Interesting to note, we did read the article you cited and truly thank you for introduction to that blog. We will post a link to that in our post above. In the meantime, we have done several different searches to see what predominantly comes up on the Internet, and again, the stories of widows in India is of course the ones that draw our attention in the world as we know it. Some call it the attraction of bad news. Others, like a commenter on a different post of ours entitled Trashing Celebreties at https://surfaceearth.wordpress.com/2007/06/26/trashing-celebrities/, helped us as follows:

    “In general, it’s schadenfreude — enjoyment obtained from the troubles of others. It’s terrible, but common. And people delight in “watching the mighty fall”.

    comment provided by Sibbia

    I think, maybe that is part of it, I can delight in being a good person at someone else’s misfortune. In other words, their misfortune allows me to be good.

    On another level, a basic and pure human desire to help others should remain just that, unexamined, unless something else occurs that raises the flags.

    What am I saying Shubho?

    That I think not all press on issues is bad if it raises positive results. Yet, to have a life, a culture you know personally, misaligned, and individuals and family you know misaligned by poor reporting or a distortion of the facts, is a different beast all together.

    We invite you to post here any and all links that you feel will help our readers see the bigger picture.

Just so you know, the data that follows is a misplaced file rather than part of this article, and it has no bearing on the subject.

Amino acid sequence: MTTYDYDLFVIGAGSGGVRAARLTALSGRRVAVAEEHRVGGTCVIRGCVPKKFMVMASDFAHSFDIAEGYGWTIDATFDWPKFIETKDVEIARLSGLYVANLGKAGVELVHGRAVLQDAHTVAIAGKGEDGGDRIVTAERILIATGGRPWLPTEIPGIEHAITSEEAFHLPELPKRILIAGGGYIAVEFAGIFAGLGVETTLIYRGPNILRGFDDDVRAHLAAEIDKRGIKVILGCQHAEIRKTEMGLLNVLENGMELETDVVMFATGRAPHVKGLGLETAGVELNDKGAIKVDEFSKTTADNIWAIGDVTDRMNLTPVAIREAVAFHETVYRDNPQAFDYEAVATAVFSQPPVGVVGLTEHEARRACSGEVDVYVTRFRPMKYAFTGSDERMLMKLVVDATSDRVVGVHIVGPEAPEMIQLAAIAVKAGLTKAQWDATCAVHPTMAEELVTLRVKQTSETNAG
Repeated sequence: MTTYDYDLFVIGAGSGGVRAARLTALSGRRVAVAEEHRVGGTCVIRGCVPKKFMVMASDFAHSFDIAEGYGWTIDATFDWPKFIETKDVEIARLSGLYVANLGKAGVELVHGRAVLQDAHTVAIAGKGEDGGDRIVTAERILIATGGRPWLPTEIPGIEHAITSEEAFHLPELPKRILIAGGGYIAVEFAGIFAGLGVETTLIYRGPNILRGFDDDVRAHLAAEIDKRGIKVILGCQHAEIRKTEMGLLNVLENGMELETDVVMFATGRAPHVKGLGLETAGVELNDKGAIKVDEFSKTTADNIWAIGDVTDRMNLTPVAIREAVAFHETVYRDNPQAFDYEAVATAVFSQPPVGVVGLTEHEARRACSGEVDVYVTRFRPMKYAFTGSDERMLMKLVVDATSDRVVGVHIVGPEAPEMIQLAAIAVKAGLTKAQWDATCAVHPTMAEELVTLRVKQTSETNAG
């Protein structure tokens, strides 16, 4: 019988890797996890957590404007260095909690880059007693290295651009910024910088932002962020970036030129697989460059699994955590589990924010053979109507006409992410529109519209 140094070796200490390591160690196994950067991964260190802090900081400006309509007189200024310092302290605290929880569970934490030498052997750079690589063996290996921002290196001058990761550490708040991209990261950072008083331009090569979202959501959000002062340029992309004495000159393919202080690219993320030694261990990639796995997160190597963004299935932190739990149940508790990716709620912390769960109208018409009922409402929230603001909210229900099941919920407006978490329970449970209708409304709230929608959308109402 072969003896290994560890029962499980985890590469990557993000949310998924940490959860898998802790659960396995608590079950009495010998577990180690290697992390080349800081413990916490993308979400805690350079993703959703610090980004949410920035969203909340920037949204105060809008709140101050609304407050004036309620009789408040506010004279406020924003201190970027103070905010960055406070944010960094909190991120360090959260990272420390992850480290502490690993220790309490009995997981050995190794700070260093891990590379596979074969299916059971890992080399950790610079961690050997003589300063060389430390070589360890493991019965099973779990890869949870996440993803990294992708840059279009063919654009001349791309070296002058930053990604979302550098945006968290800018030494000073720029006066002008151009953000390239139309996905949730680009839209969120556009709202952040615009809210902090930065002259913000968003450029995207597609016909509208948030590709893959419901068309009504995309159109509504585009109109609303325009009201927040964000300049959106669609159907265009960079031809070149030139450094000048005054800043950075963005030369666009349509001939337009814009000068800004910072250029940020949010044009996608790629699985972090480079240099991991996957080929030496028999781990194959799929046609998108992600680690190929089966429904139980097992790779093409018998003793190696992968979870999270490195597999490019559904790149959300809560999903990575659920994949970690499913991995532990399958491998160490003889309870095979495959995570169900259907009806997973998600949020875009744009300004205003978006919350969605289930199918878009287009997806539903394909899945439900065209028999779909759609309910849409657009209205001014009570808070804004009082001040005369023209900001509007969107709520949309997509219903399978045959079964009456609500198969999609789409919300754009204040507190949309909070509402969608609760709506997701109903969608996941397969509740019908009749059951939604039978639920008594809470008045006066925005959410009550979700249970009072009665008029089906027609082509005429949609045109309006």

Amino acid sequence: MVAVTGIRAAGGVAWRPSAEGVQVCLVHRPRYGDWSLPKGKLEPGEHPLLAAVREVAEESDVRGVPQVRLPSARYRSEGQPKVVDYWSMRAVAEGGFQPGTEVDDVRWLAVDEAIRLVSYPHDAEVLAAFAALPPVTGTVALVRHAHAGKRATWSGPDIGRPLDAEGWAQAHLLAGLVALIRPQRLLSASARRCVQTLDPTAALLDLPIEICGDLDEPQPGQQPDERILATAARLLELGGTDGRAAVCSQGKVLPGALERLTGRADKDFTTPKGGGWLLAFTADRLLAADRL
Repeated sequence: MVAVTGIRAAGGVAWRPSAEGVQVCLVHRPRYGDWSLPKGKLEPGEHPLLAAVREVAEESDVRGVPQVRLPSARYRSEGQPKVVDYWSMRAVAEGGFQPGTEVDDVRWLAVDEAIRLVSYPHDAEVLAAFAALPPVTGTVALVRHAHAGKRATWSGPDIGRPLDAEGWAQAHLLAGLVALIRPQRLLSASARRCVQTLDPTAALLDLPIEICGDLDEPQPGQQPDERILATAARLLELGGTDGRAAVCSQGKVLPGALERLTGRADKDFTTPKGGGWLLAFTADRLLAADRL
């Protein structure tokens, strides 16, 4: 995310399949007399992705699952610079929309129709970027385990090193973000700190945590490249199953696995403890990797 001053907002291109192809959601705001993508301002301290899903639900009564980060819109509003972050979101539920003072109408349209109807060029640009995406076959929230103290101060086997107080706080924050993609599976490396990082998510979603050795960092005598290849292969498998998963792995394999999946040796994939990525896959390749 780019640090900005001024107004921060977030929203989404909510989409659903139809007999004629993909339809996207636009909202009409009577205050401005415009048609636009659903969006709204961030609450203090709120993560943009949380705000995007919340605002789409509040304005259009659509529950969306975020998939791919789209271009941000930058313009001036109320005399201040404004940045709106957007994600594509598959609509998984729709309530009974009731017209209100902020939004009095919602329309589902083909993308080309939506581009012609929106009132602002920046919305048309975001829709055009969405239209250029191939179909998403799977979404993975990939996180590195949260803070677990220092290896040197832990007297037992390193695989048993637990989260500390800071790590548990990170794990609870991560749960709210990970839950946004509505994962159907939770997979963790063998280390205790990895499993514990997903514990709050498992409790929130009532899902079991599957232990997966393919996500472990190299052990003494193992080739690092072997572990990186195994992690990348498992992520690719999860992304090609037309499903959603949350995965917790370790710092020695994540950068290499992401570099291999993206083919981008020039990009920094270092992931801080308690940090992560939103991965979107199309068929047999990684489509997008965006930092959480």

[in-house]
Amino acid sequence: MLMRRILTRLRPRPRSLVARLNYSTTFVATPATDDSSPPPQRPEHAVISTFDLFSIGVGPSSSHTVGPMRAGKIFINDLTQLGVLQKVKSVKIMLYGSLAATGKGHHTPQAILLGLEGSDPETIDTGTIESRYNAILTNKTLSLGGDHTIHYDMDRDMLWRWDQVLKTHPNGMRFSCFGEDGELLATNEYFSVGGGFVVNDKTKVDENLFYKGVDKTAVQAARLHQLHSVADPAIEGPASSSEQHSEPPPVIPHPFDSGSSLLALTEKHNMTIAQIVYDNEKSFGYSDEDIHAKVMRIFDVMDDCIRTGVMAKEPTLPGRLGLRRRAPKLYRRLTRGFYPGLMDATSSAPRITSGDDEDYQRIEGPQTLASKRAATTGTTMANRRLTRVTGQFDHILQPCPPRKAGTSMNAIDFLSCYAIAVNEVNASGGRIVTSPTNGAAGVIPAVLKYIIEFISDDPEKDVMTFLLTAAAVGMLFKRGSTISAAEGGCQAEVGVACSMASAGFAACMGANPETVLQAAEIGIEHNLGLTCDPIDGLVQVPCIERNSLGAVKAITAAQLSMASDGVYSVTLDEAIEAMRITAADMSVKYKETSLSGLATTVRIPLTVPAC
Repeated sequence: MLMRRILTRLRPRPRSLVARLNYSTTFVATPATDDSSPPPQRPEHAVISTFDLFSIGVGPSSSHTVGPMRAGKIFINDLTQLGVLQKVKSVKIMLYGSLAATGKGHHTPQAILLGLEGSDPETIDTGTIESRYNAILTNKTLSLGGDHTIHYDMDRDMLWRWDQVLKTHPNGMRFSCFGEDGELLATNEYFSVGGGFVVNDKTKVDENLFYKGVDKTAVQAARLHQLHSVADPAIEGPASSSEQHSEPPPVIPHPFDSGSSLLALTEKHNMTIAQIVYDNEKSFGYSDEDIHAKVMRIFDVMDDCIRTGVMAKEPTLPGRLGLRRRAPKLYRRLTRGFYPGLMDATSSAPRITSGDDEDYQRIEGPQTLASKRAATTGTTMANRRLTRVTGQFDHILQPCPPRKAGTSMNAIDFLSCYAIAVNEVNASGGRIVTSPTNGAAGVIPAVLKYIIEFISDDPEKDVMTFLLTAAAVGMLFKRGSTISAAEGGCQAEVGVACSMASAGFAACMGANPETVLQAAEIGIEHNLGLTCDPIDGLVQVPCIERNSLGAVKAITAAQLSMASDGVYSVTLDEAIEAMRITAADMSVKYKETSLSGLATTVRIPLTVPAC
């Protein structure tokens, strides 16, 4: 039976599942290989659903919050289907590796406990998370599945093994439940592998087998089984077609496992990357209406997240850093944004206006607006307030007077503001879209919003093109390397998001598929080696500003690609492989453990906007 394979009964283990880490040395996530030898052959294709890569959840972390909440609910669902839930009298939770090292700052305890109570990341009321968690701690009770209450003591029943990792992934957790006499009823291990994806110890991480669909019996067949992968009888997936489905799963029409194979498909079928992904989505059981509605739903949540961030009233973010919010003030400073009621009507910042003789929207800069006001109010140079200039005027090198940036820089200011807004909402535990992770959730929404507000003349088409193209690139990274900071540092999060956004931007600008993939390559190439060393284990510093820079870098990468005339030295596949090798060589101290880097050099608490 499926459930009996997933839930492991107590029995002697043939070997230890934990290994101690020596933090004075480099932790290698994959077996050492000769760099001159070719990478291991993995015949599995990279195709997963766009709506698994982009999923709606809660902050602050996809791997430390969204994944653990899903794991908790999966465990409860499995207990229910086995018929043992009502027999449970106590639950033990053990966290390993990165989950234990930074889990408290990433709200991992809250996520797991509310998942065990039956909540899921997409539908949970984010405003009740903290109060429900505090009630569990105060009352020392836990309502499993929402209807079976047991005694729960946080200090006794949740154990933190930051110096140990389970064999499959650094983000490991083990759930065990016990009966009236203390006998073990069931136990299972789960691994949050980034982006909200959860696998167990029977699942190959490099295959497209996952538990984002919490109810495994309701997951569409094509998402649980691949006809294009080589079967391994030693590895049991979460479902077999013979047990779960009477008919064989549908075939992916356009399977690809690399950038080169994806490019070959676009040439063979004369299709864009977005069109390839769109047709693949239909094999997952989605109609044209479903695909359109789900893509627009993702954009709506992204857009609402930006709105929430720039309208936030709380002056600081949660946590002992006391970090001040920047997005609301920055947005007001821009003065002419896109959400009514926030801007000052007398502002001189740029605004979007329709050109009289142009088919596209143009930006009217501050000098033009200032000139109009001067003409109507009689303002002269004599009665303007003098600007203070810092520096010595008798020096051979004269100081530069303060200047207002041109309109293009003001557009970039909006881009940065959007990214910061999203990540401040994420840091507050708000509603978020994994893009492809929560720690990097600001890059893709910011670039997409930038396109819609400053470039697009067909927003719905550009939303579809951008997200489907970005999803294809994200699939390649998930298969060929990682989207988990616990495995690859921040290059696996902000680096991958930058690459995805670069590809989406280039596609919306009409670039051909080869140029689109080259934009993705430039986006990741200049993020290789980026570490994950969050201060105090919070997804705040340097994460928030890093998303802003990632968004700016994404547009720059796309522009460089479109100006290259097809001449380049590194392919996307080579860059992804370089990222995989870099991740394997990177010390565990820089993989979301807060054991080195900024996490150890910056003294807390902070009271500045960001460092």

10. Pingback: America’s Children or America’s Parents? « Surface Earth: expansion of humanity via the virtual earth

  11. Most cultural practices are rooted in long standing customs and traditions. With the benefit of hindsight, cultural maturity, enlightenment or (more likely) by the pressure of others, the norms of the past are often soured by the perceived norms of the present. But surely this practice couldn’t have been the norm. Or could it have? There was a time when the widows among certain American Indian nations were treated no better. Upon losing their husband, whether in sickness, old age or even in battle; the widows would be stripped of all possessions – everything except the clothes on their back. Their existence depended on the pity of others or what they foraged. They found warmth sleeping among the horses. But surely this practice couldn’t have been the norm. Or could it have?

  12. Interesting, you touch upon what Shubho asked before: what does this have to do with religion?

    I am unsure how to escape the parameters of religion, culture or politics, I find they have a root in most of how we act or what we believe today.

    Of course, we are open to suggestions and a new way of seeing…

  13. The religious beliefs in India are extremely Conditional. Not all are cherished and valued equally. With cattle perceived as more precious then human. There are psychological results of these beliefs to slef esteem, self respect and having a loving self image.

  14. Sue Ann Edwards:

    And your point is?
    In those few sentences you come across to me as probably a bigoted indivudual, whose sparse knowledge of India and its religious beliefs comes from 50’s hollywood’ised ‘Gunga Din’ stereotypes. We really don’t ride elephants to go to school you know? And no, my father wasn’t a snake charmer.

    Go, get an education.

  15. Ok People. I am debating here: free expression or edit?

    I run a non-judgmental site, convinced there are ways to get our points across without shooting arrows.

    With that said, I think if you take a look at Sue’s blog, you will see a lovely personality Shubho.

    Thank you for providing a link, we will check it out.

  16. Shubbo, just because you didn’t like what I said, doesn’t make it untrue. You’re being presumptous, which is fine. I understand. Your feathers are ruffled. You have taken insult where there is none. Just honesty. There is no religious belief anywhere in the world that hasn’t been conditional, India is no exception. I wouldn’t want to leave anyone out or be exclusive.